There's been a lot of hand-wringing in recent years over the idea that golf is becoming too easy for the savants on the PGA Tour, but the early returns on the 2002 season suggest the opposite. Three up with seven to play, Scott McCarron kicked away last week's Nissan Open with startling ineptitude (page Gl6). His homely finish marked the third straight week a would-be champion choked coming down the stretch—J.L. Lewis at San Diego (afterward even he uttered the dreaded c word) and Pat Perez at Pebble Beach preceded McCarron. In all, six of the year's seven winners have come from behind on Sunday, which is another way of saying that six out of seven times the leader has blown it.
Even the beneficiary of McCarron's collapse seemed distressed by the trend. "I wouldn't wish that on anyone," Len Mattiace said of McCarron's finish. This from a 34-year-old journeyman who had been winless in his previous 219 starts on Tour. Mattiace's compassion comes from bitter experience. During the final round of the 1998 Players Championship, he arrived at the Stadium course's 17th hole only a stroke off the lead. He proceeded to hit two balls into the water and make a quintuple-bogey 8—with his gravely ill mother watching from a wheelchair near the green.
So much of a golfer's success is determined between the ears, but Mattiace describes Sunday pressure as a physical experience. "Your heart pounds in your chest," he said following his victory. "You breathe a lot quicker. You feel a little jittery in your stomach. Your legs get a little weak." Never more so than on the steep walk up Riviera's 18th fairway, but on Sunday, Mattiace delivered a gorgeous eight-iron to set up the winning par, one last solid strike in a rock-steady round of three-under 68. "I blocked out all the garbage and executed the shot," he said. As opposed to everybody else.
McCarron's self-immolation is what will be remembered, but plenty of other players flamed out during the final round. The game's best putter, Brad Faxon, missed a series of shortish birdie tries on the back nine; on 18, trailing by a stroke, he left a 12-footer an inch short. Standing on the 6th tee, Toru Taniguchi hadn't made a bogey in his previous 32 holes and had surged into a tie for the lead. Over the next four holes he made three bogeys and would finish two strokes back.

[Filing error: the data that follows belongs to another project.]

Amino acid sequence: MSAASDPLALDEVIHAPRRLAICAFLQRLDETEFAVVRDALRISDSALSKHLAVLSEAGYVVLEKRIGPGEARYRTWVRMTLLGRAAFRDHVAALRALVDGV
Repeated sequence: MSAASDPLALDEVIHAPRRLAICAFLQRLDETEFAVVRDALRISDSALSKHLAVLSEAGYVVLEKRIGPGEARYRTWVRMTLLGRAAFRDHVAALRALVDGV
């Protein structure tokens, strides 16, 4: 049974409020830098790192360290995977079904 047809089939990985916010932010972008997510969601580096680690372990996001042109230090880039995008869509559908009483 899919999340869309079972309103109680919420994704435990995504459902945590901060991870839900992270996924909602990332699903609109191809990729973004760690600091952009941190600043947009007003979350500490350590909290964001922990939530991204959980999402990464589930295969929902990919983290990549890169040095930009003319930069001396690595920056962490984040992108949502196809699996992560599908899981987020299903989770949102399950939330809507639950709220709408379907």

"What happens is, you get into areas you're not familiar with," said Mattiace. "Getting a chance to win a tournament—that's not something that happens to you every day. Today I had the same feelings as at the Players Championship, but I had a Utile more experience at handling them."
Mattiace displayed uncommon dignity after his debacle at Sawgrass and as much sportsmanship in victory. He deserves to be remembered as a worthy champion, but in this, the year of the gaffe, another image will linger. Following his postround press conference Mattiace hopped into a van to make his escape. Its radio was tuned to a sports-talk station, and no sooner had he settled into his seat than the strains of a news bulletin filled the vehicle: " Len Mattiace won the Nissan Open today when Scott McCarron bogeyed the 18th hole...." Upon hearing that, Mattiace smiled grimly and shook his head.